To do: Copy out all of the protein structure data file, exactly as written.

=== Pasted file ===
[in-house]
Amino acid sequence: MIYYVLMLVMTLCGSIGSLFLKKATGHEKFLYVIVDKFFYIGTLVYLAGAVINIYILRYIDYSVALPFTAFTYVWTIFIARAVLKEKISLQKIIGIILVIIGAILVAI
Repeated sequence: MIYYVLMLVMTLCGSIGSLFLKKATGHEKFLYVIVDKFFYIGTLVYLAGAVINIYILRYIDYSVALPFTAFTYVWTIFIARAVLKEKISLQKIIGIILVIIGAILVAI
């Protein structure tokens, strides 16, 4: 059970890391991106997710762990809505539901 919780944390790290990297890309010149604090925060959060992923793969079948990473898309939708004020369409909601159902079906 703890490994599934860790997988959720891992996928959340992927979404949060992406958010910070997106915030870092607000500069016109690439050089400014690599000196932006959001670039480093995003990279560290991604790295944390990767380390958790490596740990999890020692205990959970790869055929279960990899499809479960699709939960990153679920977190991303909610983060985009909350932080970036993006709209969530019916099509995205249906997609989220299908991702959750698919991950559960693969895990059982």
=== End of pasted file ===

[in-house]
Amino acid sequence: MIYYVLMLVMTLCGSIGSLFLKKATGHEKFLYVIVDKFFYIGTLVYLAGAVINIYILRYIDYSVALPFTAFTYVWTIFIARAVLKEKISLQKIIGIILVIIGAILVAI
Repeated sequence: MIYYVLMLVMTLCGSIGSLFLKKATGHEKFLYVIVDKFFYIGTLVYLAGAVINIYILRYIDYSVALPFTAFTYVWTIFIARAVLKEKISLQKIIGIILVIIGAILVAI
């Protein structure tokens, strides 16, 4: 059970890391991106997710762990809505539901 919780944390790290990297890309010149604090925060959060992923793969079948990473898309939708004020369409909601159902079906 703890490994599934860790997988959720891992996928959340992927979404949060992406958010910070997106915030870092607000500069016109690439050089400014690599000196932006959001670039480093995003990279560290991604790295944390990767380390958790490596740990999890020692205990959970790869055929279960990899499809479960699709939960990153679920977190991303909610983060985009909350932080970036993006709209969530019916099509995205249906997609989220299908991702959750698919991950559960693969895990059982």